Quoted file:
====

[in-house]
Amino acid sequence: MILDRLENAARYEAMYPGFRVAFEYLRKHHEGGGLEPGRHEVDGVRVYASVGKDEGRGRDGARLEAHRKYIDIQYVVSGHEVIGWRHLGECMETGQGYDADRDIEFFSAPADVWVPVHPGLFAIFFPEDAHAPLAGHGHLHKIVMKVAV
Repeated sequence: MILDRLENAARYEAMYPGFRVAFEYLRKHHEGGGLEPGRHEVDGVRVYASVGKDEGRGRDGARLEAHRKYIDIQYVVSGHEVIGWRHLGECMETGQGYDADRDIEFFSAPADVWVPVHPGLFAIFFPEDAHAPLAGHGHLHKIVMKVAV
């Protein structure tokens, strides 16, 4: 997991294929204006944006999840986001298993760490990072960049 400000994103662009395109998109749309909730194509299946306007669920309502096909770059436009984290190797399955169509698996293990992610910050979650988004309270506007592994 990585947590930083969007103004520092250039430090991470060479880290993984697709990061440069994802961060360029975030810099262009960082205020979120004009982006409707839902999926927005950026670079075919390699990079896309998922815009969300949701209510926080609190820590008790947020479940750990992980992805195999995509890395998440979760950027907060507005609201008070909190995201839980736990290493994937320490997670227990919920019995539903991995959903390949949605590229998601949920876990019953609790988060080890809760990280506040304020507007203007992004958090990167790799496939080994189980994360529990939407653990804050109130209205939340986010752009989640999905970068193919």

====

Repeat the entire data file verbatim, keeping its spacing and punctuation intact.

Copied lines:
[in-house]
Amino acid sequence: MILDRLENAARYEAMYPGFRVAFEYLRKHHEGGGLEPGRHEVDGVRVYASVGKDEGRGRDGARLEAHRKYIDIQYVVSGHEVIGWRHLGECMETGQGYDADRDIEFFSAPADVWVPVHPGLFAIFFPEDAHAPLAGHGHLHKIVMKVAV
Repeated sequence: MILDRLENAARYEAMYPGFRVAFEYLRKHHEGGGLEPGRHEVDGVRVYASVGKDEGRGRDGARLEAHRKYIDIQYVVSGHEVIGWRHLGECMETGQGYDADRDIEFFSAPADVWVPVHPGLFAIFFPEDAHAPLAGHGHLHKIVMKVAV
């Protein structure tokens, strides 16, 4: 997991294929204006944006999840986001298993760490990072960049 400000994103662009395109998109749309909730194509299946306007669920309502096909770059436009984290190797399955169509698996293990992610910050979650988004309270506007592994 990585947590930083969007103004520092250039430090991470060479880290993984697709990061440069994802961060360029975030810099262009960082205020979120004009982006409707839902999926927005950026670079075919390699990079896309998922815009969300949701209510926080609190820590008790947020479940750990992980992805195999995509890395998440979760950027907060507005609201008070909190995201839980736990290493994937320490997670227990919920019995539903991995959903390949949605590229998601949920876990019953609790988060080890809760990280506040304020507007203007992004958090990167790799496939080994189980994360529990939407653990804050109130209205939340986010752009989640999905970068193919």